Next, we asked if Sec22 can bind to Get4 and Get5 when they are no longer bound to the rest of the complex, but we observed no detectable Get5-Sec22 formation in Dsgt2 extracts (Figure 2C). As most of the cellular Get4/5 is in a complex with Sgt2 (Figure S3C), we postulated that Sgt2 is required for Get5-Sec22 formation, because Sec22 was in fact bound to one of the other components of the complex in our original Get4 and Get5 immunoprecipitates (see Figure 1C). To test this, we first established that we could detect formation of Sgt2-Sec22 in a TMD-dependent manner (Figure 2D). Importantly, Sgt2-Sec22 persisted in Δget3, Δget5, and Δget3/5 extracts (Figure 2D). To determine if Sgt2 binding to Hsps and Ybr137w is required for Sec22 coIP with Sgt2, we monitored Sgt2-Sec22 formation in the SGT2R171A, R175AFLAG Δget5 extract. Surprisingly, even though Sgt2 was no longer bound to Get4, Get5, Hsps, and Ybr137w under these conditions (Figure 2E), Sgt2-Sec22 still persisted (Figure 2D).
If Hsps are not required for Sgt2-Sec22 formation, how then does Sgt2 recognize the hydrophobic TMD of Sec22? Sequence alignment of distant Sgt2 homologs revealed that the central TPR domain is flanked by less conserved N- and C-terminal domains (Dutta and Tan, 2008). Intriguingly, we noticed that the C-terminal domains of Sgt2 homologs are rich in methionine residues (Figure 3A), a feature they share with the domain of SRP that recognizes hydrophobic signal sequences (Keenan et al., 1998; Clérico et al., 2009; Janda et al., 2010). Therefore, we asked if the C-terminal domain of Sgt2 is required for Sec22 binding by monitoring Sgt2-Sec22 formation in extracts expressing truncations of Sgt2 (Figure S3D). We observed that deletion of the C-terminal domain (Sgt2ΔC) abolished Sec22 binding, while deletion of the first 58 amino acids (Sgt2ΔN), although critical for Get4/5 binding (see next section), were not required for Sgt2-Sec22 formation (Figure 3B). Lastly, to establish if Sgt2 recognition of Sec22 can occur in the absence of any other yeast proteins, we coexpressed in bacteria Sgt2 with SumoTMD. This fusion strategy is commonly used to enhance the solubility of proteins overexpressed in bacteria (Butt et al., 2005) and didn’t interfere with the insertion of the TMD into microsomes (Figure S3E). In full agreement with our yeast coIP studies, Sgt2 and Sgt2ΔN formed a complex with SumoTMD in bacteria, whereas Sgt2ΔC did not (Figure 3C).
To test if Sgt2 can distinguish between ER and mitochondrial TMD targeting determinants, we took advantage of the observation that substitution of four leucines (4L) at specific positions in the TMD of Fis1, a mitochondrial TA protein, causes it to mislocalize Fis1 to the ER in vivo (Beilharz et al., 2003). Consistent with this, (4L)Fis1 inserted into microsomes in a Get1/2-dependent manner ten times more efficiently than Fis1 (Figure 4A), thus making its insertion efficiency comparable to that of Sec22. This change in Fis1 membrane targeting was mirrored by a 10-fold increase in the efficiency of Fis1 coIP with Sgt2, thus making it comparably efficient to Sgt2-Sec22 formation (Figure 4B). As expected, Sgt2-(4L)Fis1 persisted in SGT2FLAG Δget5 and SGT2R171A, R175AFLAG Δget5 extracts (Figure 4C), arguing that the (4L)Fis1 TMD is being recognized by Sgt2. Unexpectedly, TPR mutations completely abolished Sgt2-Fis1 formation (Figure 4D), which suggests that Fis1 TMD is indirectly associating with Sgt2 by binding to Hsps. Importantly, Sgt2-Fis1 formation was still TMD dependent under these conditions (Figure 4D). Collectively, our findings establish that the methionine-rich C-terminal domain of Sgt2 selectively recognizes the hydrophobic targeting determinants of the subset of TA proteins that are bound for the ER.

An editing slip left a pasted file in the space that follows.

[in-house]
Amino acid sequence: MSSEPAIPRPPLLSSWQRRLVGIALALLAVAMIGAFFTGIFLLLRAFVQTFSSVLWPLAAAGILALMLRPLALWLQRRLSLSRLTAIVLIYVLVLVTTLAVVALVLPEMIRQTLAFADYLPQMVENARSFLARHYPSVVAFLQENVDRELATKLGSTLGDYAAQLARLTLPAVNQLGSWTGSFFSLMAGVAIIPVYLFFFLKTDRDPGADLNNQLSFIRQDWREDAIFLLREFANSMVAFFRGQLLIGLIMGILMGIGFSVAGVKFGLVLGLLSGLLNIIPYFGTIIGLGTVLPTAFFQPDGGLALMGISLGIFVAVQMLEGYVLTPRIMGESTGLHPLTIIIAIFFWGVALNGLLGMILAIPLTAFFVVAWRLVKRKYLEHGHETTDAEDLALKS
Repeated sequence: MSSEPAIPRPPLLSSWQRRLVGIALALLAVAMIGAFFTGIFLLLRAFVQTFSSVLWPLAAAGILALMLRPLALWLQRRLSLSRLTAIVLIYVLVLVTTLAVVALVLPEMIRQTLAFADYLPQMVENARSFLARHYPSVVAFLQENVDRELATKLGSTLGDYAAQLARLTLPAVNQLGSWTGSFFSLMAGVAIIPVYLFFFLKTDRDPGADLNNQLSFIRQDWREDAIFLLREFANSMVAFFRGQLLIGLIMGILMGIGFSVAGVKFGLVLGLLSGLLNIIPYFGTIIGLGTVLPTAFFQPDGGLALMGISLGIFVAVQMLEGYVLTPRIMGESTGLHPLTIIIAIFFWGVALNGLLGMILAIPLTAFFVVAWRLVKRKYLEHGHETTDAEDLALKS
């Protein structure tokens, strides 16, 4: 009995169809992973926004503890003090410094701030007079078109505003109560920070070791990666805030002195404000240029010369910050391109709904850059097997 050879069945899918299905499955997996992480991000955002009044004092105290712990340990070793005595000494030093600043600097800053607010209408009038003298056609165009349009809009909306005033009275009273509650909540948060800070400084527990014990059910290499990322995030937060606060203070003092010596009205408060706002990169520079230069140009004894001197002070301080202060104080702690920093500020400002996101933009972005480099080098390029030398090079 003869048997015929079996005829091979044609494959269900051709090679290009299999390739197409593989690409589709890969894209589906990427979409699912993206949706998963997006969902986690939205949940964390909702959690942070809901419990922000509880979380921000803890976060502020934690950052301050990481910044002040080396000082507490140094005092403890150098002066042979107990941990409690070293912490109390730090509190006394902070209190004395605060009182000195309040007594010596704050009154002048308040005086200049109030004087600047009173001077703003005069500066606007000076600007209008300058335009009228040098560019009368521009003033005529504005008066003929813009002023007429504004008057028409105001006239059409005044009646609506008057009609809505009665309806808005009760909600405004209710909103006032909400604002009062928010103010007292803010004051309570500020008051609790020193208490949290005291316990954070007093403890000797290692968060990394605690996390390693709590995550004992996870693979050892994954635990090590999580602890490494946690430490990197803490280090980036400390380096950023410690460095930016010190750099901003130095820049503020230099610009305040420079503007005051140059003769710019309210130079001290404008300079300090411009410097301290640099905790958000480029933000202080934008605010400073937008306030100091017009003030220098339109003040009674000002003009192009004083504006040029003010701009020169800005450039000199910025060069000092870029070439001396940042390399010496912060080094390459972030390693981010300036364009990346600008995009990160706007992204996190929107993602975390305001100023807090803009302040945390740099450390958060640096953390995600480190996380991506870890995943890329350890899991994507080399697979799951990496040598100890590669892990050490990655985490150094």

To determine the precise role of Sgt2 in TA protein biogenesis, we first established that Dsgt2 extracts have a defect in Sec22 insertion into microsomes, a hallmark of get deletion extracts (Figure S4A). In contrast, Sec22 insertion was unaffected in Dybr137w (Figure S5B) and SGT2R171A, R175A extracts (data not shown). Next, we incubated Sgt2-Sec22 purified from Δget3/5 extract with microsomes but observed no detectable Sec22 insertion (Figure 5A). Under the same conditions, addition of recombinant Get3 resulted in only trace amounts of inserted Sec22 (Figure 5A). Strikingly, incubation of microsomes with Sgt2-Sec22, preformed recombinant Get4-Get5 complexes (Figure S1C), and Get3 resulted in efficient, Get1/2-dependent Sec22 insertion (Figure 5A). Next, we tested if formation of Get3-Sec22 was occurring by an active Sec22 transfer mechanism from Sgt2 to Get3. Thus, we incubated Sgt2FLAG-Sec22 bound to anti-FLAG resin with Get3, Get4, and Get5, either individually, in pairwise combinations, or all three combined, and monitored Sec22 elution. Remarkably, we observed nearly quantitative elution of Sec22 from Sgt2 in the combined presence of Get3, Get4, and Get5 (Figure 5B). All the other incubations containing Get3 resulted in only marginal Sec22 elution (Figure 5B), which is in agreement with the low, but above background, level of Sec22 insertion into microsomes incubated with Sgt2-Sec22 and Get3. The remaining elutions, which contained Get4 and/or Get5 without Get3, were indistinguishable from background (Figure 5B). Three additional lines of evidence strongly argue that Sec22 eluted with Get3/4/5 is in a membrane-targeting complex with Get3. First, Sec22 quantitatively immunoprecipitated with Get3 following elution (Figure S4C) and could then be efficiently inserted into microsomes in a Get1/2-dependent manner (Figure S4D). Second, Sec22 elution was abolished by three point mutations (Get3LFI: L187E, F190E, and I212E) in Get3’s predicted TMD-binding site (Mateja et al., 2009; Bozkurt et al., 2009; Yamagata et al., 2010) (Figure 5C). Third, (4L)Fis1 was eluted with an efficiency comparable to that observed for Sec22, while Fis1 was not appreciably eluted under the same conditions (Figure 5D). Lastly, we asked if Sgt2-associated Hsps and Ybr137w are required for Get3-Sec22 formation under these conditions but observed no apparent decrease in Sec22 elution from Sgt2R171A, R175A (Figure S4E). These data clearly demonstrate that our reconstituted in vitro system is an excellent tool for dissecting the mechanism of Get4/5-facilitated TA protein handoff from Sgt2 to Get3.